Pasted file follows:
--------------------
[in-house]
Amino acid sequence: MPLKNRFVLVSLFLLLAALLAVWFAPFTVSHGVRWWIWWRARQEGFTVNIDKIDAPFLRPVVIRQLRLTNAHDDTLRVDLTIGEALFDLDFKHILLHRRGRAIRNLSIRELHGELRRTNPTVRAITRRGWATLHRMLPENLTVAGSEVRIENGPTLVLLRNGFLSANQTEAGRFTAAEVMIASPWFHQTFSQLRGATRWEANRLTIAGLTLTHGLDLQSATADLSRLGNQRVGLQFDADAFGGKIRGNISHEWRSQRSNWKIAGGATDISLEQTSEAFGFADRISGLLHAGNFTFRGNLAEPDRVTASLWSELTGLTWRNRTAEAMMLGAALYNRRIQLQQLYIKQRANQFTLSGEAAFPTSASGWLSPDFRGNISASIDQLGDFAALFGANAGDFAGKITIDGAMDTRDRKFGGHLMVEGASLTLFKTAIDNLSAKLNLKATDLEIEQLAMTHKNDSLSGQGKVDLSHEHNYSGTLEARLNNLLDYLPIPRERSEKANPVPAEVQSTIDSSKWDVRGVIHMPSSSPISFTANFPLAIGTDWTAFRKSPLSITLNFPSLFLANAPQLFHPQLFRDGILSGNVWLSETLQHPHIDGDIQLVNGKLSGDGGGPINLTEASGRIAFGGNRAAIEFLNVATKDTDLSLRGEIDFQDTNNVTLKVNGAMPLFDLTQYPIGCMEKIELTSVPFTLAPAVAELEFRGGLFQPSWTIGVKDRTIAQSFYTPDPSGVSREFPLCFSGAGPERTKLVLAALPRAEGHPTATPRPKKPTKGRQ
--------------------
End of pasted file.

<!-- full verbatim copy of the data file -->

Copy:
[in-house]
Amino acid sequence: MPLKNRFVLVSLFLLLAALLAVWFAPFTVSHGVRWWIWWRARQEGFTVNIDKIDAPFLRPVVIRQLRLTNAHDDTLRVDLTIGEALFDLDFKHILLHRRGRAIRNLSIRELHGELRRTNPTVRAITRRGWATLHRMLPENLTVAGSEVRIENGPTLVLLRNGFLSANQTEAGRFTAAEVMIASPWFHQTFSQLRGATRWEANRLTIAGLTLTHGLDLQSATADLSRLGNQRVGLQFDADAFGGKIRGNISHEWRSQRSNWKIAGGATDISLEQTSEAFGFADRISGLLHAGNFTFRGNLAEPDRVTASLWSELTGLTWRNRTAEAMMLGAALYNRRIQLQQLYIKQRANQFTLSGEAAFPTSASGWLSPDFRGNISASIDQLGDFAALFGANAGDFAGKITIDGAMDTRDRKFGGHLMVEGASLTLFKTAIDNLSAKLNLKATDLEIEQLAMTHKNDSLSGQGKVDLSHEHNYSGTLEARLNNLLDYLPIPRERSEKANPVPAEVQSTIDSSKWDVRGVIHMPSSSPISFTANFPLAIGTDWTAFRKSPLSITLNFPSLFLANAPQLFHPQLFRDGILSGNVWLSETLQHPHIDGDIQLVNGKLSGDGGGPINLTEASGRIAFGGNRAAIEFLNVATKDTDLSLRGEIDFQDTNNVTLKVNGAMPLFDLTQYPIGCMEKIELTSVPFTLAPAVAELEFRGGLFQPSWTIGVKDRTIAQSFYTPDPSGVSREFPLCFSGAGPERTKLVLAALPRAEGHPTATPRPKKPTKGRQ